Gary Numan @ Brooklyn Steel, Brooklyn, NY

Live Reviews | Dec 16th, 2017

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Date: December 7th, 2017
Opening Act: Me Not You
Band Link:

The trajectory of Gary Numan’s long career has been on a steady upswing for a number of years now. His performance at Brooklyn Steel on December 7 was further proof that this one-time possible cyborg/alien-outsider seems at home with his sound and vision, his past and his present, and his audience.

Back in 2016, I was fortunate to see Mr. Numan perform his classic “debut” album, the Pleasure Principle (the one with “Cars”) at the Garmercy Theater. I say Gary Numan’s debut album, as it was the first album credited only to Mr. Numan rather than his previous incarnation, Tubeway Army, who were responsible for the other classic early new wave/synth punk hit, “Are Friends Electric?” I have to be honest, I had a little trepidation about this Brooklyn Steel show because I feared I would view it through the Pleasure Principle performance lens. I was a little disappointed at that show due to the band’s uninspired, metal-ish reimagining of this icy new wave classic that is such a part of my musical circuitry. However, within minutes of walking in to Brooklyn Steel, several songs late due to L train delays, I was immediately pacified and fully on board with Mr. Numan’s vision.

The band had just started the Tubeway Army song “Down in the Park” and the first thought I had was, “WOW this is HEAVY and it is AWESOME.” My next thought was that this band is firing on all cylinders. They were already several weeks into the tour and obviously comfortable with the parts and their roles on stage. The whole band, including Mr. Numan, were dressed in the post-global warming ravaged-Earth garb of the people who inhabit the recently released concept album Savage (Songs from a Broken World). They reminded me somewhat of the Fremen who populate Frank Herbert’s desert planet Arrakis (Dune for you non-sci- fi types). They didn’t look like a bunch of guys in costumes, they looked like a gang coming to steal the water/gasoline/etc. from your poorly armed village. The song set the stage for the rest of the evening where classic songs (“Cars,” “Are Friends Electric?,” “Films,” M.e.”) were interspersed in about a 1 to 2 ratio with more recent songs including many off of Savage.

What was surprising to me, and what made the performance particularly good, was the band’s ability to make the new wave era songs sound right at home alongside the later industrial-rock material of the 2000s and 2010s. While the metal-ish vibe of the Pleasure Principle show I saw felt half-baked and slightly dated (rather than classic?), this performance felt like it had purpose and intention. Similar synth sounds were used on many songs that gave the set a cohesion that was noticeable and enjoyable. Mr. Numan’s voice was exceptionally strong, and his signature yelp cut through the wall of guitar and synthesizers effortlessly. His comfort and natural demeanor on stage was a far cry from the anxious robot he became famous for being in the early 1980s. There was very little, if any, talking between songs. It was obvious that he was here to get down to business and rock the capacity crowd. The high quality production of the show was obvious throughout, as disorienting strobes flashed relentlessly along with the pummeling of drums one second, then the room was thrown in to darkness for one of many sudden breaks between song sections.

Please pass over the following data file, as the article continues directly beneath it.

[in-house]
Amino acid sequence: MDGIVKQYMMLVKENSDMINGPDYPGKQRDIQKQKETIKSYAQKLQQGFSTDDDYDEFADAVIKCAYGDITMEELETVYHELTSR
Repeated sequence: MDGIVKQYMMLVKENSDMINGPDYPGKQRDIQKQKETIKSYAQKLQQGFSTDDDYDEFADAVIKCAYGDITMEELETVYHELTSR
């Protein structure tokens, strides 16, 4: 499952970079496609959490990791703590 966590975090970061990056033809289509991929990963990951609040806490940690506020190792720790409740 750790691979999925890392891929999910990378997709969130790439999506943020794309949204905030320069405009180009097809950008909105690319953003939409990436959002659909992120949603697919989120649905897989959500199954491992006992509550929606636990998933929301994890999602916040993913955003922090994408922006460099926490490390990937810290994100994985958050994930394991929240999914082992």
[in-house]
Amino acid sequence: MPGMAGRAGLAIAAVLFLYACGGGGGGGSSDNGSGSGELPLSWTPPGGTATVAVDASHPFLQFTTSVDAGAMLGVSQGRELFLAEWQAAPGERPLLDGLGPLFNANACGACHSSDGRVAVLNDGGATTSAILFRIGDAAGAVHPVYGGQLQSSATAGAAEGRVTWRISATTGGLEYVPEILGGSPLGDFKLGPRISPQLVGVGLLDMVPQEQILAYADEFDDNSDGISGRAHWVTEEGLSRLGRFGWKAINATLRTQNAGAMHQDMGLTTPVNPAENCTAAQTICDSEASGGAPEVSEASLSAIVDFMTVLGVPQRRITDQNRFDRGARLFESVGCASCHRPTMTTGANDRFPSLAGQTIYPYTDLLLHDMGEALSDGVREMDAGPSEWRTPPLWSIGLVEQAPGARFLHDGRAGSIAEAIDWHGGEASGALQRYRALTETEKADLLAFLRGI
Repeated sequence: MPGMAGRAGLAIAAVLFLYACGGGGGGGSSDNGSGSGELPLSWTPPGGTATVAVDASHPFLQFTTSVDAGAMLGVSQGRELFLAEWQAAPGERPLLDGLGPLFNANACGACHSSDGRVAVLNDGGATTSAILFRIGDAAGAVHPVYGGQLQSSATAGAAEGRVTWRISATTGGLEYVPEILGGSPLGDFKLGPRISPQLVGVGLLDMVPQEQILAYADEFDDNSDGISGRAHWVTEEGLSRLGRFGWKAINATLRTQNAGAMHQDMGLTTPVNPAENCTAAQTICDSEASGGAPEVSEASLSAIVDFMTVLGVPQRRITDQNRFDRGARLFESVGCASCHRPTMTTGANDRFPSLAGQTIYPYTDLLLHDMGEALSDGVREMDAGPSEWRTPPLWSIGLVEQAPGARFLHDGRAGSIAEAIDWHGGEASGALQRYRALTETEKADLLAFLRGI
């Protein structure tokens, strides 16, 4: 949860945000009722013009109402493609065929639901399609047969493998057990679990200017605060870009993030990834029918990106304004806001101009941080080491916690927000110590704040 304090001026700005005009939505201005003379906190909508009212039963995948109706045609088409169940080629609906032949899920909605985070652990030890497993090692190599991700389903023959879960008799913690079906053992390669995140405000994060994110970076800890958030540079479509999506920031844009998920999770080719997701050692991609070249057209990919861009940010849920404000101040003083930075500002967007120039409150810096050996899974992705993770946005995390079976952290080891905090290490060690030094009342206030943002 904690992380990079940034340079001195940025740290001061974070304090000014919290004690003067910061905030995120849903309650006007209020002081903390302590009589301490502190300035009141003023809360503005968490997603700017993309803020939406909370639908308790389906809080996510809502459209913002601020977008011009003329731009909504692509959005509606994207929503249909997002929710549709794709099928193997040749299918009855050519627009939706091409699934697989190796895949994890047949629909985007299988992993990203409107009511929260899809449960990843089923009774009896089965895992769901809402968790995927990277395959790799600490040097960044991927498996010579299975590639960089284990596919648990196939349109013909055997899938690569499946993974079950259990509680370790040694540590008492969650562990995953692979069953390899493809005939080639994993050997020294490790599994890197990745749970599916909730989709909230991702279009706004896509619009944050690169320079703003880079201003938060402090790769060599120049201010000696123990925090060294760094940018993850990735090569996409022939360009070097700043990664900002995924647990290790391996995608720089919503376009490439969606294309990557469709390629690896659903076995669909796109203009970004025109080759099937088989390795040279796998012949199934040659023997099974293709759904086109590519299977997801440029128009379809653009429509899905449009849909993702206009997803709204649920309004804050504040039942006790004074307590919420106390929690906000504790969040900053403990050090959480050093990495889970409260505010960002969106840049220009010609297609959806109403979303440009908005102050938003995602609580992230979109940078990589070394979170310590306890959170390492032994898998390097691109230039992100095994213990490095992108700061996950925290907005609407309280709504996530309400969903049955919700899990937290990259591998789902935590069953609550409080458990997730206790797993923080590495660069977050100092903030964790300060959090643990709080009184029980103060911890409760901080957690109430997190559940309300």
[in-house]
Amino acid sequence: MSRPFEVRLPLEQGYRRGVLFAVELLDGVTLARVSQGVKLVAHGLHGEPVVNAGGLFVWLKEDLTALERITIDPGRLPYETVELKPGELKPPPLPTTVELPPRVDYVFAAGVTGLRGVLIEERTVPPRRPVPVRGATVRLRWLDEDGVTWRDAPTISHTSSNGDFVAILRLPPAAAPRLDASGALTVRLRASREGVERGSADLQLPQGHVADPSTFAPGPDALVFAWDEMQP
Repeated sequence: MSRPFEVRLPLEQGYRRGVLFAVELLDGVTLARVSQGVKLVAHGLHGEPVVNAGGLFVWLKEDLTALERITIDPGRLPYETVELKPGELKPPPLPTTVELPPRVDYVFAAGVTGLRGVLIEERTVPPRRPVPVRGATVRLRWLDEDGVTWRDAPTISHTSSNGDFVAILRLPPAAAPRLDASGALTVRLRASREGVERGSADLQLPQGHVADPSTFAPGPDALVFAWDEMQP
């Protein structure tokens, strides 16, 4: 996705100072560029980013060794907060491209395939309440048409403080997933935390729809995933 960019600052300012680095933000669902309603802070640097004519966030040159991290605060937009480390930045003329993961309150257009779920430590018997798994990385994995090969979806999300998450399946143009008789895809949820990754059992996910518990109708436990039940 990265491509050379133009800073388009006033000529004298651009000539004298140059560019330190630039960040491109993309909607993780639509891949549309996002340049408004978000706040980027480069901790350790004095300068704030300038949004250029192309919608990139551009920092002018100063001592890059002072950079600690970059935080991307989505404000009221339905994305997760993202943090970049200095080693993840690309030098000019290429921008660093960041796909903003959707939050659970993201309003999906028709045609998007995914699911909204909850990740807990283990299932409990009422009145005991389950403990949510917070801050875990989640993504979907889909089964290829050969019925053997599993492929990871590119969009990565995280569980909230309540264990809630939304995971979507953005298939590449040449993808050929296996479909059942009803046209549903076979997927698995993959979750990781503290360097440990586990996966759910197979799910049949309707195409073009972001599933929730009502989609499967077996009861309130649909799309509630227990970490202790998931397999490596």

The highlight of the production for me was during “Cars,” as the lights became more static and the familiar turquoise and pink of the recent synth-wave revival dominated the stage. It almost felt as if Mr. Numan was saying, “Yes, I see you kids getting into this old music and rehashing it and jacking the art and aesthetic, but this is how it is done.”

Mr. Numan’s more recent material tends to follow a similar formula – industrial/synth driven, minor-key verses going into anthemic, guitar-driven choruses –
and the template continues to work for him. Standouts of the evening included “Here in the Black” off of 2013’s Splinter (Songs from a Broken Mind) and the first single from Savage, “My Name is Ruin.” The crowd was especially into “A Prayer for the Unborn” from Mr. Numan’s Pure, which was released in 2000. Some
could argue that the similarity of 3 different songs selected from 3 albums over 17 years might indicate a certain level of complacency, but I contend that Mr. Numan still has much to explore within the parameters he’s set for himself and we can hopefully look forward to more industrial-rock from him in the near (dystopian?) future.


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